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Ransom Carriage

Posted by
Steven (Chicagoland, United States) on 27 March 2017 in Business & Industry and Portfolio.

The “Ransom Carriage” as it is known, is now on a pedestal with a copy of the Omaha World Herald newspaper headlines stating that “Cudahy got his boy back.” There is an image of Eddie Cudahy (the boy who was kidnapped) as part of the famous kidnapping story. A reproduction of the Cudahy sign is also present. The Cudahy family were very prominent in the meatpacking industry in the 1800’s and built several summer homes on Mackinac Island.

The ransom carriage is a Studebaker carriage circa late 1890s. It is furnished with a shiny black patent leather side fenders and dash. It is fitted for a single horse. The upholstery is tufted on the single seat and on the sides. There is also a black collapsible roof that makes the carriage into a convertible in pleasant weather. There is room enough in the carriage to hold two people, possibly three, but how about $25,000 in gold coins, $20 pieces, $10, and $5 (more than 100 pounds in additional weight)? According to those in the know, this was the carriage that made international history in 1900. I tend to think it plausible. And, here it still lives (beautifully restored) on Mackinac Island. It is but another carriage in the Grand Hotel - Mackinac Island Carriage Tours Stable.

Although the horse is long dead that pulled the carriage, the tale of the ransom buggy is still fresh in a few minds. The sensation of a kidnapping kept the nation in high anxiety. The players in this drama have real Mackinac Island connections, because they lived in elegant cottages here. The chief characters were none other than Edward Aloysius Cudahy, Sr. and his son, “little Eddie Cudahy” (1884- 1966). But the event happened not on Mackinac, nor in Chicago (which most people here assume).

While in Omaha, Edward lived in a sumptuous mansion that took over a city block in its scope and scale. While many of their 2,000 workers lived on meager wages, the Cudahy family lived like royalty. Two disgruntled workers devised a scheme to kidnap Cudahy’s only son and heir, Edward Aloysius, Jr., and they did one evening in December 1900. The boy, who was 16 years old, was walking home after delivering some magazines of his father’s to the local doctor. In the late, dark afternoon of December 18, 1900, he was abducted off a quiet, residential street by two men. A sack was put on his head, his feet and hands were bound, and he was hauled into a carriage and driven off.

Photo captured October 4, 2016.

NIKON D7000 1/125 second F/3.8 ISO 400 21 mm

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Spotlight Images

Claudine/canelle from Lorient, France

Une epoque qui devait être bien differente de celle d'aujourdhui ..j'aime ces calèches
Bonne journée

27 Mar 2017 6:31am

Wayra from Roma, Italy

An ancient car...

27 Mar 2017 6:31am

Phil Morris from Saskatoon, Toronto, NYC, Canada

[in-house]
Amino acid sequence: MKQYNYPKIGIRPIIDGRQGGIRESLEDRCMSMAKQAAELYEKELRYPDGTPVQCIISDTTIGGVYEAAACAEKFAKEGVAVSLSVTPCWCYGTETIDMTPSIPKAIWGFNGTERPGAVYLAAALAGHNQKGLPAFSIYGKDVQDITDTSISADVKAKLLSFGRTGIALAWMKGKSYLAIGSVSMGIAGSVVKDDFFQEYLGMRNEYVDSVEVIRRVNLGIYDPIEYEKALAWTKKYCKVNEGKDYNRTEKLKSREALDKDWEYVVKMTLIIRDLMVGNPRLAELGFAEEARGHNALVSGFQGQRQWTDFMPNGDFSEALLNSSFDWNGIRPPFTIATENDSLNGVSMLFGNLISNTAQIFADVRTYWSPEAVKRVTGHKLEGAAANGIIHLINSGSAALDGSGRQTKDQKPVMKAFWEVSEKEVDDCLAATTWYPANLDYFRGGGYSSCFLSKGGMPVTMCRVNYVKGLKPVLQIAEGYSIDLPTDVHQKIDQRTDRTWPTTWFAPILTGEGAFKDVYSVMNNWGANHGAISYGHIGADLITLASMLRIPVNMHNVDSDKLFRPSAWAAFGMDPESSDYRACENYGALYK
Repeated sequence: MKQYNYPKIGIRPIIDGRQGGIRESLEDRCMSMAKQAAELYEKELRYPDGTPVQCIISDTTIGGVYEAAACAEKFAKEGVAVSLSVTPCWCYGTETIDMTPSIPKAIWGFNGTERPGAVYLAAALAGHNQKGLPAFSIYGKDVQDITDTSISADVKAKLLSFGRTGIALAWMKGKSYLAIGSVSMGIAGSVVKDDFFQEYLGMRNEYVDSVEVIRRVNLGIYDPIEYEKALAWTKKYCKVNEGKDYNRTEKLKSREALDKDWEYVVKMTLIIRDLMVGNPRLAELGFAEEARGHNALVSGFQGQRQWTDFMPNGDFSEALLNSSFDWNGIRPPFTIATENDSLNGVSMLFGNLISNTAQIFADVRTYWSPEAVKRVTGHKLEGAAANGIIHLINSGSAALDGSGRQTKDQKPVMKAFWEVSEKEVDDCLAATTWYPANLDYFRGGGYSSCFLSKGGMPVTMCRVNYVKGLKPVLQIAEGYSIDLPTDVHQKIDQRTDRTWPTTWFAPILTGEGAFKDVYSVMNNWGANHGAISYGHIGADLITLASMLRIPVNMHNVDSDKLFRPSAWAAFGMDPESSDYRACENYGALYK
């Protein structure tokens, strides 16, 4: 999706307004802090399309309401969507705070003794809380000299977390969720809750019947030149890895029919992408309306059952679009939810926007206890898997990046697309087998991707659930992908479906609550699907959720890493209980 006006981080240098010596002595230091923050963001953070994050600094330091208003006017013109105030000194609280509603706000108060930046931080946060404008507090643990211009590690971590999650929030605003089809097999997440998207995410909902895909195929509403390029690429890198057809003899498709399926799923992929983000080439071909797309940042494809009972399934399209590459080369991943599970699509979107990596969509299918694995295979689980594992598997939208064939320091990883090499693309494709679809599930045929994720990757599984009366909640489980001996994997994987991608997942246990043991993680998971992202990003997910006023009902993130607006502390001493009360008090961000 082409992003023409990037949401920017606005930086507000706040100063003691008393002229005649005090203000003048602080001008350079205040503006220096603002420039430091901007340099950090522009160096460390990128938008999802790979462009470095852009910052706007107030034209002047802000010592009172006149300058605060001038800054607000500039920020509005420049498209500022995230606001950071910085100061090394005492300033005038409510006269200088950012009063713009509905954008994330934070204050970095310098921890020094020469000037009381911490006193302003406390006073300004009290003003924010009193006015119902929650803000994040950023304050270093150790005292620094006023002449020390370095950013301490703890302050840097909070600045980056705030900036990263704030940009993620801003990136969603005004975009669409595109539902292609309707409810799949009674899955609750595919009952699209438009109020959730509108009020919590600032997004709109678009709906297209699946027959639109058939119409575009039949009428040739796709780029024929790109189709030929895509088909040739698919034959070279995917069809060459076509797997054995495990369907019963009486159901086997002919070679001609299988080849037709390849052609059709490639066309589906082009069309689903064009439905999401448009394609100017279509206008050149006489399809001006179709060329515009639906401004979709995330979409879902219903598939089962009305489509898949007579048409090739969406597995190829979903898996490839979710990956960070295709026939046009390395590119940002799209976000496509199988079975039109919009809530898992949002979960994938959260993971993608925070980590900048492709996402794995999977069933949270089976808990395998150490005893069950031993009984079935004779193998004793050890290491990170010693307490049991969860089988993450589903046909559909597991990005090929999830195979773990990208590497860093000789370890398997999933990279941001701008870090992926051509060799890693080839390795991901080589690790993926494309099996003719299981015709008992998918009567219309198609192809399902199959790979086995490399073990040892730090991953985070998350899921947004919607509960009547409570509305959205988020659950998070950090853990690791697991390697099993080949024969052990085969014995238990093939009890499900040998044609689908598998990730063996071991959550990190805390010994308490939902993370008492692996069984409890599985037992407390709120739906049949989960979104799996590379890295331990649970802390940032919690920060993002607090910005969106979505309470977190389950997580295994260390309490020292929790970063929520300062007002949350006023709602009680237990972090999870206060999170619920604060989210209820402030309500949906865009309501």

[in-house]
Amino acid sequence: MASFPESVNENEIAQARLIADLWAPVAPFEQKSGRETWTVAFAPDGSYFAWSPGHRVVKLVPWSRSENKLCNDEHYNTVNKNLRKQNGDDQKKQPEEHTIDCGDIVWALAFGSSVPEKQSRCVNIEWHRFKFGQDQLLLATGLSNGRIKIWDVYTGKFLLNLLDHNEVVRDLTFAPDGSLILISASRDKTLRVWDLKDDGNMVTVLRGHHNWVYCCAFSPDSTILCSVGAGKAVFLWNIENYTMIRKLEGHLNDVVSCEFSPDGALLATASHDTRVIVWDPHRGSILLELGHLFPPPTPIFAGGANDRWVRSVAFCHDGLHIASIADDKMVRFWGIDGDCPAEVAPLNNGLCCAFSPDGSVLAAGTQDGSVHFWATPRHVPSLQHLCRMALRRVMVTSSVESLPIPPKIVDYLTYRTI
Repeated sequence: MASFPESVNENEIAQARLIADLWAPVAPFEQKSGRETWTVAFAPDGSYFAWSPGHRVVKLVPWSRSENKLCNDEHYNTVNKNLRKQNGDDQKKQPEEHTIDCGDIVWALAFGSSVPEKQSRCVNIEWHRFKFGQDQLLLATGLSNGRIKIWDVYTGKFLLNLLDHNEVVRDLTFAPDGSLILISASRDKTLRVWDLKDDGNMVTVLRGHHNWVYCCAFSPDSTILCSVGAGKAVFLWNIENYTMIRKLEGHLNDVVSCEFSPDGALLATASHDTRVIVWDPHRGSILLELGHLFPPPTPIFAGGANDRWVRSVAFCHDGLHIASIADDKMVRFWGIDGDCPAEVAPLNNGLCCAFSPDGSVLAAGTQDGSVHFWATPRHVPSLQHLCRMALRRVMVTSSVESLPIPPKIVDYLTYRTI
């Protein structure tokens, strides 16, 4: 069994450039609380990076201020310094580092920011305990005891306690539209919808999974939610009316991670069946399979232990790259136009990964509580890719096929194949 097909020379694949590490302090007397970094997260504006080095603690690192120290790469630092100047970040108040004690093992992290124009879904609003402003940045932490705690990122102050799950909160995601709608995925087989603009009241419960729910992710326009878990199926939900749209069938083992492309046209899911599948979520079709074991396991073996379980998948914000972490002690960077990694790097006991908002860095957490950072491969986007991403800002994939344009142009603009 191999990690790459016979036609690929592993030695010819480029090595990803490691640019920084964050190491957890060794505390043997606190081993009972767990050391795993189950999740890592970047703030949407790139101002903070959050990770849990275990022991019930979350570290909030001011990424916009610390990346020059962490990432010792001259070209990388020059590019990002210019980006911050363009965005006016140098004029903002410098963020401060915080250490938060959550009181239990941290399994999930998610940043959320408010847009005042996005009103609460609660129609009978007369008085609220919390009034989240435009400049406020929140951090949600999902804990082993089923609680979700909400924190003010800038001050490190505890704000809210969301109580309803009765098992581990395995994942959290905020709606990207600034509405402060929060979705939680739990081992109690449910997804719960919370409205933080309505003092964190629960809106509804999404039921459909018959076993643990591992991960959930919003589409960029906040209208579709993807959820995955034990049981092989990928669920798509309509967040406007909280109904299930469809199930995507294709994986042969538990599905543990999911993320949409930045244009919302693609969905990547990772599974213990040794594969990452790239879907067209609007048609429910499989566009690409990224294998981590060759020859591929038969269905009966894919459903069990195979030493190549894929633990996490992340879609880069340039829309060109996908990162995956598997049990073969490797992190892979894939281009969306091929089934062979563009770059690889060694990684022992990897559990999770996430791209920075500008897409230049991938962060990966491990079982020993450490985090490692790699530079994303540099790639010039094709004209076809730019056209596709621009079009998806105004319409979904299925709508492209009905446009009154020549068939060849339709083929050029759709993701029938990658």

Wonderful story that goes with it, The carriage must have looked grand with the horse pulling
it. So sad that he was hated enough for his workers to kidnap the son. Must have been done
out of desperation. I remember some workers did not like the pay in the Irish estates, but they
would be there again in a second if the owners were still there and hiring.

27 Mar 2017 6:33am

Ronnie 2¢ from Atlantic Shores, United Kingdom

Great narrative to go with this . . history comes alive !

27 Mar 2017 8:35am

Hiro from Kyoto, Japan

nice historic shot

27 Mar 2017 12:41pm

franz from Baden, Austria

What fascinating story - luckily with a happy end for the kidnapping victim - to go with this excellently exposed image!

27 Mar 2017 12:57pm

tataray from Charentes-Poitou, France

Magnifique, belle ancienne.)

27 Mar 2017 1:16pm

Graciel·la (Vic. Catalonia) from CAT. New European State, Poland

A good image with a shocking story behind. Labor rights have not always existed. But this does not justify a fact like this.

27 Mar 2017 3:45pm

Tomek from PoznaƄ, Poland

Very interesting exhibit and story.

27 Mar 2017 5:20pm

Adela Fonts from Barcelona, Spain

An impressive story for a delicious image. Thank you very much for sharing literature and image.... Hugs!

27 Mar 2017 5:39pm

Lalena from Barcelona, Spain

Wonderful story and mpressive "car"

27 Mar 2017 6:51pm

Olivier from Manage, Belgium

excellent colors...

27 Mar 2017 7:22pm

omid from mashhad, Iran

Amazing !!!

27 Mar 2017 7:24pm

Yvon from Belgium

Have a nice week, Steven.
Regards.
Yvon.

27 Mar 2017 7:27pm

Marc from Granby, Québec, Canada

Quelle magnifique calèche,un vrai petit bijoux ! very nice Steven

27 Mar 2017 8:33pm

London Caller from United Kingdom

Yes I saw the boy in the picture, Eddie Cudahy Jr!
I like the fact that they show you the artefacts with supporting pictures, paper clippings that go with the stories.

27 Mar 2017 8:59pm

Baldwin VW from Bejuma, Venezuela

Another fabulous reliq and a very interesting history ... Amazing shot !!!

27 Mar 2017 10:34pm

Elaine Hancock from Olney, United States

What a sensational story. The narrative was wonderful. Full of suspense! The carriage looks beautiful. The boy is lucky that they just put a sack on his head since the workers most likely worked in the meat packing plant. It could have been much worse!

27 Mar 2017 11:38pm

Sam from Chennai, India

Wonderful picture of this ancient carriage and story. Great. :)

28 Mar 2017 12:17am

Michael Rawluk from Williams Lake, BC, Canada

Very cool. There was a 1900 Studebaker for sale near me a couple of years ago. I wish I had bought it.

28 Mar 2017 12:43am

Harry from Apex, NC, United States

well documented antque

28 Mar 2017 3:09am

Jypyä Pop from Turku, Finland

Very gorgeous

28 Mar 2017 3:12am

L'Angevine from Angers, France

Superbe

28 Mar 2017 7:56am